Under the Ninth Circuit’s decision in Escriba v. Foster Poultry Farms, Inc., employees may elect to affirmatively decline FMLA leave designation for their time off. The case involved an employee who requested time off for a FMLA-qualifying reason, to care for her ill father. The employee, however, requested that such time off be designated as vacation leave, rather than FMLA leave. When the employee failed to return to work after the expiration of her vacation leave, her employer terminated her employment. The employee subsequently filed suit, claiming that her employer violated FMLA, and the California Family Rights Act (“CFRA”), by terminating her employment because it was required to designate her leave as FMLA leave, regardless of whether she expressly declined to designate her requested absence as FMLA leave.
On appeal, the Ninth Circuit noted that the Labor Department’s regulations state that when an employee requests a leave for what appears to be a FMLA-qualifying reason, the employer is obligated to engage in an informal process to obtain additional information.
According to the Ninth Circuit, this obligation to ascertain whether FMLA leave is being sought suggests that there are circumstances where an employee might seek time off but intend not to exercise his or her rights under FMLA, for example, to save the 12-week FMLA period for later use in the year. Accordingly, the Ninth Circuit held an employee can affirmatively decline to use FMLA leave and use vacation time off instead, even if the underlying reason for seeking the leave would have invoked FMLA protection.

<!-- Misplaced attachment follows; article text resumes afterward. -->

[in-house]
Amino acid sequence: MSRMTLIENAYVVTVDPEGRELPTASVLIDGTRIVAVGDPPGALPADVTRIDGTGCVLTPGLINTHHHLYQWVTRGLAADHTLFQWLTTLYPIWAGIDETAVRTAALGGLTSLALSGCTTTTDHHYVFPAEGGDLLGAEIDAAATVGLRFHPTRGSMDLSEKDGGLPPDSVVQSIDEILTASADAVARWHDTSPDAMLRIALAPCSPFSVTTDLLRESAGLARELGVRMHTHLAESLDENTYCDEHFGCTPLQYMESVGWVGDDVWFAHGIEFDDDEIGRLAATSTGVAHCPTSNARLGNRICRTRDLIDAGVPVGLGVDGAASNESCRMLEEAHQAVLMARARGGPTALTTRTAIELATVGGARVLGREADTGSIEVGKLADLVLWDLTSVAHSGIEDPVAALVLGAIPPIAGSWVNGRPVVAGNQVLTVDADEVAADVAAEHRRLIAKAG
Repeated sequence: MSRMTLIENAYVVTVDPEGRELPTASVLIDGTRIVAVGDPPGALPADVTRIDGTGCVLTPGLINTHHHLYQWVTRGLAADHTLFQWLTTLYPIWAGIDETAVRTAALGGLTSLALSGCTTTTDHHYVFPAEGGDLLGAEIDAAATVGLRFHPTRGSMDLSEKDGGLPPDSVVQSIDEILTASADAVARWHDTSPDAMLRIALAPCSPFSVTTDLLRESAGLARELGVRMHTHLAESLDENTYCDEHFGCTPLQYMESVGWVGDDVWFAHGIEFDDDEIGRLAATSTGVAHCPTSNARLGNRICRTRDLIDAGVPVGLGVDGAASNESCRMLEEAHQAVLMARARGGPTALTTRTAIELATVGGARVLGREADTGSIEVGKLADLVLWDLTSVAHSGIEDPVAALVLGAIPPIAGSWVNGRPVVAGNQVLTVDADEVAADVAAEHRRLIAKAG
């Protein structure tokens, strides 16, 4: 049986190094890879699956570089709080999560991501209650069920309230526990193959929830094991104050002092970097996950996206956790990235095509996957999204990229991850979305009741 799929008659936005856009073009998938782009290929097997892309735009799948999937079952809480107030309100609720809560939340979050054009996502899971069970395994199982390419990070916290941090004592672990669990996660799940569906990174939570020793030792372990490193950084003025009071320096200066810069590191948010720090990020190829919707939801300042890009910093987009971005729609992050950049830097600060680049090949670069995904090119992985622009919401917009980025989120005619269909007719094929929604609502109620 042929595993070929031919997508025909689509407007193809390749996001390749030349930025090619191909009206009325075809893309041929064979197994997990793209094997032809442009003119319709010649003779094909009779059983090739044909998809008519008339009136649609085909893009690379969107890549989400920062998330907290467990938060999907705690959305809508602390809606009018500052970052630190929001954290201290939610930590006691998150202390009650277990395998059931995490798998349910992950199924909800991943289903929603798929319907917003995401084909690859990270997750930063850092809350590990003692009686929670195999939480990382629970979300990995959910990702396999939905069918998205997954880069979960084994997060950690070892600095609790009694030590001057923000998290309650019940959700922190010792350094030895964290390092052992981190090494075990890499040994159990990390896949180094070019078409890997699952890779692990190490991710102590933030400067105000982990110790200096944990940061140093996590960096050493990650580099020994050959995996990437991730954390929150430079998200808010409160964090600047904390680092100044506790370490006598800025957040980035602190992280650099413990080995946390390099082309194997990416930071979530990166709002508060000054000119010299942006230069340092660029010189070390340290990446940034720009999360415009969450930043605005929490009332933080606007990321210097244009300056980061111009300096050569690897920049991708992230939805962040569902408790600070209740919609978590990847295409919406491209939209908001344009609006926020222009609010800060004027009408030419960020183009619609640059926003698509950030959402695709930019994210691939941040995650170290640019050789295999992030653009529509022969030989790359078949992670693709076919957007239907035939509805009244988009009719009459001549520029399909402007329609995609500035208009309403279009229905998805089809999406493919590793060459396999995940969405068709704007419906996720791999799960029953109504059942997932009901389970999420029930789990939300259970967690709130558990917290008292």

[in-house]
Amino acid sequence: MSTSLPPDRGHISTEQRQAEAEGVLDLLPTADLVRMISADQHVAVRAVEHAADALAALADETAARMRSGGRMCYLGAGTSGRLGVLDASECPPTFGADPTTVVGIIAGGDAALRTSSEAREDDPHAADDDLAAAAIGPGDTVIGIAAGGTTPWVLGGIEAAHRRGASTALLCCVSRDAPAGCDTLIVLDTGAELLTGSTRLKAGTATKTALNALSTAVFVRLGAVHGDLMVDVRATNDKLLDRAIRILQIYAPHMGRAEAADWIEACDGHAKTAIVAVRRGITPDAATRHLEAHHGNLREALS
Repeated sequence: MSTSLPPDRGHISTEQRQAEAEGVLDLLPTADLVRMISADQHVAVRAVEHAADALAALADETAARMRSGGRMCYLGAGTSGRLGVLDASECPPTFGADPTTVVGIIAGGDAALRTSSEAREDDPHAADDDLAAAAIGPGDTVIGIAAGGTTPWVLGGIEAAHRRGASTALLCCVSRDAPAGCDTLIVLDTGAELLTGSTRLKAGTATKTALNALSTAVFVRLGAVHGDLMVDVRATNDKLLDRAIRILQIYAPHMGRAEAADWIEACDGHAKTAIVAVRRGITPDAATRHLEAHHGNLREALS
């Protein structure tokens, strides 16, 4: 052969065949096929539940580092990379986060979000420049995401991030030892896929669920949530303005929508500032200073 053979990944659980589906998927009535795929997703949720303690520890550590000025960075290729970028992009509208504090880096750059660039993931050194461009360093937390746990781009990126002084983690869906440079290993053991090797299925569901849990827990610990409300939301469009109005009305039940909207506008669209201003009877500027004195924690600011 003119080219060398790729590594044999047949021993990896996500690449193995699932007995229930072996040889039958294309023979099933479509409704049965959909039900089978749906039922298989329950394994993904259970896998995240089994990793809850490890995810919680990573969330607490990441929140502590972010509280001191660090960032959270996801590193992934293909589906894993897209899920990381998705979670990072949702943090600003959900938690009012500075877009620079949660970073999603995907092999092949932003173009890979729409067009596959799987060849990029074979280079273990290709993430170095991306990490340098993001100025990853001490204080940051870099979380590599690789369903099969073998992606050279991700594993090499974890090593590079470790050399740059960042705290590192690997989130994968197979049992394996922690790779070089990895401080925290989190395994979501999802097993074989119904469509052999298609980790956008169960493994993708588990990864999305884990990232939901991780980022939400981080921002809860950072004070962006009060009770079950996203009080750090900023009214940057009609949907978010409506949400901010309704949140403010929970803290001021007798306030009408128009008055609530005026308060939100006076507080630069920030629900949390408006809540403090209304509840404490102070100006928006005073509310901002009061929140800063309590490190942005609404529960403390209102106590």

We expect this issue to develop in other Circuits or with further case law. Employers should be aware that, at least in the Ninth Circuit, employees can decline FMLA / CFRA leave in order to use accrued vacation or sick time first, and, as a practical matter, potentially extend their protected time off by first using such paid time off benefits and saving their FMLA/CFRA leave time for later in the year.